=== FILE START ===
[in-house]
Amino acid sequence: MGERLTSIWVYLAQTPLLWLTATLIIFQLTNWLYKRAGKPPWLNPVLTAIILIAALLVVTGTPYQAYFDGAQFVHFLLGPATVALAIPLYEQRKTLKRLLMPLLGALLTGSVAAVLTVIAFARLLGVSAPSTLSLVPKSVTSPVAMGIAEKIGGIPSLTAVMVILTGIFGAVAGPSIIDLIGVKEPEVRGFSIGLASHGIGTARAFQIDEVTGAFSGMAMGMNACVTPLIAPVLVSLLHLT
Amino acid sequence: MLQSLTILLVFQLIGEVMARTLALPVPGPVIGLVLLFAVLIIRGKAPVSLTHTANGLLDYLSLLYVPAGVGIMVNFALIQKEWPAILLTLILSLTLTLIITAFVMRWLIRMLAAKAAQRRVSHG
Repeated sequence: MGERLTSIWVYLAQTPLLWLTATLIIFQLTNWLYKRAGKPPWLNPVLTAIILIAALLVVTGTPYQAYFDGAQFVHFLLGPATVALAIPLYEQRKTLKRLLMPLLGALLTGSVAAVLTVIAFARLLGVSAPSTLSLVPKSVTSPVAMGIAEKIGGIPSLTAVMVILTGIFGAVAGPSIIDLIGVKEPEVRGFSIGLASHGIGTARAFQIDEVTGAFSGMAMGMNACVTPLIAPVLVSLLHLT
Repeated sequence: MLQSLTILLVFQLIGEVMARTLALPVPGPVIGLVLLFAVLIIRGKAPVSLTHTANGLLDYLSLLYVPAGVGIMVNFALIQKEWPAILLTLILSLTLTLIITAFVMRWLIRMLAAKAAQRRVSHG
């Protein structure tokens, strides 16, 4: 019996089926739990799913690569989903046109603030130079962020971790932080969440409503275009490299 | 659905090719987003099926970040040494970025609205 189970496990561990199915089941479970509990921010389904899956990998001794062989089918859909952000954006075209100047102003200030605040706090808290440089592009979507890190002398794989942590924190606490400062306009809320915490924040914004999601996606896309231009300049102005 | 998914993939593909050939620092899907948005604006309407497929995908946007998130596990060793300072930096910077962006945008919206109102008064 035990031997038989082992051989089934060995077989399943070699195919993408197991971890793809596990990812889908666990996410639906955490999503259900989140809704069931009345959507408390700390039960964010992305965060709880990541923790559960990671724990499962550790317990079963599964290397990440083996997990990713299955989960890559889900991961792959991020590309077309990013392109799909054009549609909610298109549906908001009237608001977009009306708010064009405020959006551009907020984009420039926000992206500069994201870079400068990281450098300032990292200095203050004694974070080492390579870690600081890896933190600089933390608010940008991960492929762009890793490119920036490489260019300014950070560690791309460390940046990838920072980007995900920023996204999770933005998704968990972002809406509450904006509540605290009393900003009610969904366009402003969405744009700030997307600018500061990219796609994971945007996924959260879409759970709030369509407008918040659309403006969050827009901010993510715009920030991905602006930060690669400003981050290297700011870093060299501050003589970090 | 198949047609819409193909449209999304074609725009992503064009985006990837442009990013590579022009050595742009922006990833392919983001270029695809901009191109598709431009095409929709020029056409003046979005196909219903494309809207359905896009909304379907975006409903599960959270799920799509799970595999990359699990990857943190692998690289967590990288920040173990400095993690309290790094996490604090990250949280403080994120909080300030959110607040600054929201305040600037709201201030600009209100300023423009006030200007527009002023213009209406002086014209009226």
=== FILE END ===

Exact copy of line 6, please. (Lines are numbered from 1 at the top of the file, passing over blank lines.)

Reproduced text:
């Protein structure tokens, strides 16, 4: 019996089926739990799913690569989903046109603030130079962020971790932080969440409503275009490299 | 659905090719987003099926970040040494970025609205 189970496990561990199915089941479970509990921010389904899956990998001794062989089918859909952000954006075209100047102003200030605040706090808290440089592009979507890190002398794989942590924190606490400062306009809320915490924040914004999601996606896309231009300049102005 | 998914993939593909050939620092899907948005604006309407497929995908946007998130596990060793300072930096910077962006945008919206109102008064 035990031997038989082992051989089934060995077989399943070699195919993408197991971890793809596990990812889908666990996410639906955490999503259900989140809704069931009345959507408390700390039960964010992305965060709880990541923790559960990671724990499962550790317990079963599964290397990440083996997990990713299955989960890559889900991961792959991020590309077309990013392109799909054009549609909610298109549906908001009237608001977009009306708010064009405020959006551009907020984009420039926000992206500069994201870079400068990281450098300032990292200095203050004694974070080492390579870690600081890896933190600089933390608010940008991960492929762009890793490119920036490489260019300014950070560690791309460390940046990838920072980007995900920023996204999770933005998704968990972002809406509450904006509540605290009393900003009610969904366009402003969405744009700030997307600018500061990219796609994971945007996924959260879409759970709030369509407008918040659309403006969050827009901010993510715009920030991905602006930060690669400003981050290297700011870093060299501050003589970090 | 198949047609819409193909449209999304074609725009992503064009985006990837442009990013590579022009050595742009922006990833392919983001270029695809901009191109598709431009095409929709020029056409003046979005196909219903494309809207359905896009909304379907975006409903599960959270799920799509799970595999990359699990990857943190692998690289967590990288920040173990400095993690309290790094996490604090990250949280403080994120909080300030959110607040600054929201305040600037709201201030600009209100300023423009006030200007527009002023213009209406002086014209009226």